In an article published on May 15, 2019, by Confectionery News, Kristine Sherred informed that “France has ordered food companies to eradicate titanium dioxide (TiO2) [(CAS 13463-67-7; food additive E171)] from their products by January 1, 2010.” In May 2018, French government has already informed of its plans to ban titanium dioxide in food (FPF reported). The final decision follows the publication of a report on nanoparticulate titanium dioxide in food, released by the French Agency for Food, Environmental and Occupational Health and Safety (ANSES) on April 15, 2019. In 2017, the agency has already published an appraisal of E171 (FPF reported) in response to a study suggesting a link between titanium dioxide nanoparticles ingestion and gut cancer (FPF reported). The new report concluded that, since the 2017 appraisal, there has not appeared “any new information to resolve the uncertainties regarding the safety of the additive.” Therefore, “pending a better characterization of the hazards and risks,” ANSES “reiterate[d] its general recommendations on nanomaterials, aimed mainly at limiting the exposure of workers, consumers and the environment, by promoting safe alternatives with equivalent effectiveness.”

On May 13, 2019, the European Food Safety Authority (EFSA) published its statement on the ANSES opinion. The EFSA concluded that “the ANSES opinion published in April 2019 does not identify any major new findings that would overrule the conclusions made in the previous two scientific opinions on the safety of titanium dioxide (E 171) as a food additive issued by the EFSA ANS Panel in 2016 and 2018.” The “previously identified uncertainties and data gaps . . . are currently being addressed in the context of the follow up activities originating from the previous EFSA evaluations and its recommendations.” With regard to the ANSES recommendation to further investigate in vivo genotoxicity, also voice in the 2019 appraisal, the EFSA suggested that “this recommendation . . . be revisited once the ongoing work on the physico-chemical characterization of the food additive titanium dioxide (E 171) is completed.”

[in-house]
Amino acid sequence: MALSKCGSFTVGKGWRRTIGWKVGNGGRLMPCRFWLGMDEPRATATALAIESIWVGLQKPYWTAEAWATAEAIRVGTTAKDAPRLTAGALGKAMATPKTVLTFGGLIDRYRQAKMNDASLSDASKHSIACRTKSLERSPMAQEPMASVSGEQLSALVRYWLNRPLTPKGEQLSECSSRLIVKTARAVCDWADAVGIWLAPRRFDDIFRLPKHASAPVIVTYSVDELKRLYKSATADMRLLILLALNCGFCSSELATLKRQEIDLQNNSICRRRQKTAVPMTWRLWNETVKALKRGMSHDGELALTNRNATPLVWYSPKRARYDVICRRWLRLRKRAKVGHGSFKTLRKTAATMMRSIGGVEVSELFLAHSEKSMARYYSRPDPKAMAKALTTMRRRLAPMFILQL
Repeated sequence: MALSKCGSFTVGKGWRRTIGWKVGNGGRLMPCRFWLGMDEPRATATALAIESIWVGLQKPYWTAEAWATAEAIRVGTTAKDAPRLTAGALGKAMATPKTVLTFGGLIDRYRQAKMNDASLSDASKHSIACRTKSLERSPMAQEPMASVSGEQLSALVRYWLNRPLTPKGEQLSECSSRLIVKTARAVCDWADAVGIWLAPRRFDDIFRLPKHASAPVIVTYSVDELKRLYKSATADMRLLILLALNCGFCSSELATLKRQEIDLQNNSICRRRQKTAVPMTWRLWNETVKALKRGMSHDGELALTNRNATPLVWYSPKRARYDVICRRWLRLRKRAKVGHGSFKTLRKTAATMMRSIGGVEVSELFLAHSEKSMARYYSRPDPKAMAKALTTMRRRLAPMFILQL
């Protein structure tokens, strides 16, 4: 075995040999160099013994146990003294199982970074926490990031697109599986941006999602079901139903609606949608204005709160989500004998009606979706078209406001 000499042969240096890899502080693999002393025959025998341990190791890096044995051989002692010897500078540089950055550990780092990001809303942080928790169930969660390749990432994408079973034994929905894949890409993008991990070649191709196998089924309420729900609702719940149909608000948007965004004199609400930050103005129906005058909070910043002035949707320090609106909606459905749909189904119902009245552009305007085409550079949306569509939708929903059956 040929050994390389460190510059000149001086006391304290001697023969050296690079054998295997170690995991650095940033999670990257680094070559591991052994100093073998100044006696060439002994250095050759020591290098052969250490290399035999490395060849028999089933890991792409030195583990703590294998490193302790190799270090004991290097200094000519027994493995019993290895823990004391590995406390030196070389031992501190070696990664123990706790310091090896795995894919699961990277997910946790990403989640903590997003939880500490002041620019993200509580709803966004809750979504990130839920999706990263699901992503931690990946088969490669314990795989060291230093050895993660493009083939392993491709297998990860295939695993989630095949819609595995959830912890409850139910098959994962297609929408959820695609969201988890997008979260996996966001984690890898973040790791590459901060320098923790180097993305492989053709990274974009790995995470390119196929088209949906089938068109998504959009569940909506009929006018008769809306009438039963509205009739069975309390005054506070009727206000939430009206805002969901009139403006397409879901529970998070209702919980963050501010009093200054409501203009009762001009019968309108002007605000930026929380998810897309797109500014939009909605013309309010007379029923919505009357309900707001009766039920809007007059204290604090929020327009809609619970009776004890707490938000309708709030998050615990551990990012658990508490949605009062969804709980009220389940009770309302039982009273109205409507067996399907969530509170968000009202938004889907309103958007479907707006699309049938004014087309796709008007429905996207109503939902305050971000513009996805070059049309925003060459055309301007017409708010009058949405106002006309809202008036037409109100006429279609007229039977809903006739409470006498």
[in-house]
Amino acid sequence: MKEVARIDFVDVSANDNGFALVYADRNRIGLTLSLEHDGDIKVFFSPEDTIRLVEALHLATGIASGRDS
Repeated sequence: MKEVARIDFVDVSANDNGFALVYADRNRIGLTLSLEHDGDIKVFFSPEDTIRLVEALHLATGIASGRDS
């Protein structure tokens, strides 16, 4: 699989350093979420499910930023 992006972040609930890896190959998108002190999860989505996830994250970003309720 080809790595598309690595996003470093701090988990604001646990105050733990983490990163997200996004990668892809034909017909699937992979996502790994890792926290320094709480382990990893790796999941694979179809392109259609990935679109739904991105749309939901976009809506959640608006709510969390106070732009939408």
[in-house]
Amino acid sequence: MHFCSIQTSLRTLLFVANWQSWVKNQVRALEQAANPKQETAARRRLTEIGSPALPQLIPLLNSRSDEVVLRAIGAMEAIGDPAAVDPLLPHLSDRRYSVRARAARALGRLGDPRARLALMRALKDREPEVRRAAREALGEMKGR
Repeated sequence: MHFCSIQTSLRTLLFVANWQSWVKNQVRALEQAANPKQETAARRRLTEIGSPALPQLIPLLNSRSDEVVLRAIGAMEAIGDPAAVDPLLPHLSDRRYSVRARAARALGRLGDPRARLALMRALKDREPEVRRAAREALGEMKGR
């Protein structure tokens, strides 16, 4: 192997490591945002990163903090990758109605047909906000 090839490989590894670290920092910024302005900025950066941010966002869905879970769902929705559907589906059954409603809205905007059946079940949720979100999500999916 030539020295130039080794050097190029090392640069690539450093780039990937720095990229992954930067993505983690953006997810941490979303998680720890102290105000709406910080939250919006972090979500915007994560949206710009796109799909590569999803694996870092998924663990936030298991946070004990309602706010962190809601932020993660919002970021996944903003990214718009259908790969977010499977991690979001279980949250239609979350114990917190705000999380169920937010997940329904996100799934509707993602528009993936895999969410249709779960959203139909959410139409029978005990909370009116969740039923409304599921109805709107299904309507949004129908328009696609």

A study by Gabriela Pinget and colleagues from several Australian universities, published on May 14, 2019, in the peer-reviewed journal Frontiers in Nutrition, reported that exposure of mice to food grade titanium dioxide delivered in drinking water could alter the profile of metabolites released by the gut microbiota, and these changes were “associated with colonic inflammation.” The authors concluded that their findings “collectively show that TiO2 is not inert, but rather impairs gut homeostasis which may in turn prime the host for disease development.”

Read more

Kristine Sherred (May 15, 2019). “In France, no titanium dioxide in food by 2020.Confectionery News

ANSES (April 15, 2019). “Food additive E171: ANSES reiterates its recommendations for consumer safety.

ANSES (April 12, 2017). “Titanium dioxide nanoparticles in food (additive E171): biological effects need to be confirmed.

University of Sydney (May 13, 2019). “Common food additive found to affect gut microbiota.

BfR (May 22, 2019). “Titandioxid — es besteht noch Forschungsbedarf.

References

ANSES (April 12, 2019). “AVIS de l’Agence nationale de sécurité sanitaire de l’alimentation, de l’environnement et du travail relatif aux risques liés à l’ingestion de l’additif alimentaire E171.” 2019-SA-0036 (pdf, in French)

EFSA (May 13, 2019). “EFSA statement on the review of the risks related to the exposure to the food additive titanium dioxide (E 171) performed by the French Agency for Food, Environmental and Occupational Health and Safety (ANSES).EFSA Journal doi: 10.2903/j.efsa.2019.5174

Pinget, G., et al. (May 13, 2019). “Impact of the food additive titanium dioxide (E171) on gut microbiota-host interaction.Frontiers in Nutrition doi 10.3389/fnut.2019.00057

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